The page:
In yet another new merger of the arts and sciences on the University of Chicago campus, a theater laboratory has been established in the Institute for Molecular Engineering.
Nancy Kawalek, who joined the IME this summer as a professor and distinguished fellow in the arts, science and technology, is moving her cross-disciplinary lab—Scientists, Technologists and Artists Generating Exploration—into the Reynolds Club. STAGE will develop theater pieces inspired by science and technology. Moreover, technology will be used in the staging of the plays to enhance the storytelling.
Working alongside established scientists and professional artists, UChicago students will have an opportunity to contribute to the STAGE lab’s collaborative process. “I’ve already met several talented and dynamic students in the short time I’ve been here,” Kawalek said. “I’m excited at the prospect of working with undergraduate and graduate students from a variety of disciplines.”
Kawalek originally founded STAGE in 2005, at the California NanoSystems Institute at the University of California, Santa Barbara, where she was a studio professor in the film and media studies department and the media arts and technology program.
Functioning as a “Collaboratory,” STAGE isn’t typical, Kawalek said. “We don’t start with a script; everything is created collaboratively through research and improvisation, working together in the same room as much as possible. What the team comes up with can be so imaginative and different, so fresh and interesting.”
Kawalek, a director, actor and writer with a background in theater and a long history of working in the professional theater world, developed the idea for STAGE after a conversation with a scientist back in 2001.
“He talked about how many of the great scientific discoveries resulted from ‘accidents,’” she recalled, “a chance encounter, an unexpected ‘blip’ in the data.” It was then that Kawalek began thinking about using the creative process of experimental science as a model for creative theater-making. “I also began to think about how much science and technology influence our everyday lives, and how intriguing it might be to see stories incorporating those subjects on stage.”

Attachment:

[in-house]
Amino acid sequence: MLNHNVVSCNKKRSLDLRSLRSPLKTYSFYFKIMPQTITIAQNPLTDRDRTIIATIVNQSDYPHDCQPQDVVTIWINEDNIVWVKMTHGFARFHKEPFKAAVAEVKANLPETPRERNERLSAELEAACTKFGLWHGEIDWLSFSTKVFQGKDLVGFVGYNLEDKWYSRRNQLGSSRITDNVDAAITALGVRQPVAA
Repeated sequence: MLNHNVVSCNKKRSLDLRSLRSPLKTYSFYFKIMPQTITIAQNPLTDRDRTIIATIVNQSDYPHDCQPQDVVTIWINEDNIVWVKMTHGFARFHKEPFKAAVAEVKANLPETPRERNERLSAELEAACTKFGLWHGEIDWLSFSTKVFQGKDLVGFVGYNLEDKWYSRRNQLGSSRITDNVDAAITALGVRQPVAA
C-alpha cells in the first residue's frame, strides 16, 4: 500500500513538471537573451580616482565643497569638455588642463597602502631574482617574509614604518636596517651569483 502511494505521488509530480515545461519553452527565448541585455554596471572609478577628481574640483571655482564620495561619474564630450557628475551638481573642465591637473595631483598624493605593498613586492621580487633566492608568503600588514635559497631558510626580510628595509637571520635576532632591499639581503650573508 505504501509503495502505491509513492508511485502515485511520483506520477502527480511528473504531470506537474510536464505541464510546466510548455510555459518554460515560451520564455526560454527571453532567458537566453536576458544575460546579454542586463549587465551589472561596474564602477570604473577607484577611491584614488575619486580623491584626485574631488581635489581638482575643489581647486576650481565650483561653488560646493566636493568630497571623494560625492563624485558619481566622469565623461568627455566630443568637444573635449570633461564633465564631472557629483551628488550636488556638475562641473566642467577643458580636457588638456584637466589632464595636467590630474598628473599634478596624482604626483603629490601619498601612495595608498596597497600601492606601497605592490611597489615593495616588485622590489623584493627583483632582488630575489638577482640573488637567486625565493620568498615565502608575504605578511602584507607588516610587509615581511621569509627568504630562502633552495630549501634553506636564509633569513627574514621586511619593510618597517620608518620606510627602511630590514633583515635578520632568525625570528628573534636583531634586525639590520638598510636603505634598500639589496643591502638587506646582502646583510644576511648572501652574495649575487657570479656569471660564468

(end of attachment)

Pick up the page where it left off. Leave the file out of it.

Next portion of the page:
How do you make science and technology integral to the stories you’re telling without limiting the subject matter to biographies or science lectures disguised as plays, without compromising the science, and without merely using technology to achieve spectacle? And how do you do that on stage?
“You need to find a human story that somehow echoes or parallels or aligns with the science. How can you weave the science into an emotional journey? Granted, it’s very, very challenging to do this skillfully and artfully. It takes more time to work in this way, to allow for mistakes and to see where those accidental discoveries may take you. It’s difficult and not everything works,” Kawalek said, “but making mistakes is critical to the process. Being open to possibilities—serendipity—can ultimately lead to great discoveries in both science and art, and it’s those discoveries that can have an impact.”
The scientists have certainly been enthusiastic, Kawalek said. “We knew we were on the right track when scientists and engineers began devoting significant amounts of time to working with us,” she said. “Their schedules are so demanding, but they want to actively participate. Our collaborators have ranged from theoretical physicists to neuroscientists. They find it stimulating, they’re excited that we want to make their work accessible to the public, and some say they think working with artists may even suggest a new idea or approach for their own scientific research.”
In order to accommodate STAGE, the first floor theater in the Reynolds Club has undergone a major renovation. Kawalek has worked with an architect, acoustic experts and a theater consultant.
“The idea is to create an especially flexible space,” she said, “a black box space with technical capabilities in which we can experiment with all kinds of technology and have the freedom to explore.” Support space and offices for STAGE will be located on the third floor in the Reynolds Club.
The location for STAGE is ideal for involving students, said Eleanor Daugherty, assistant vice president for student life and associate dean of the College. “Reynolds Club is a community space that harbors student inventiveness. STAGE is all about inventiveness.”
Kawalek is passionate about STAGE and the new possibilities at the University of Chicago. “Interdisciplinarity is in the DNA of this institution. It’s such a fertile ground for creative, scientific and artistic activity.”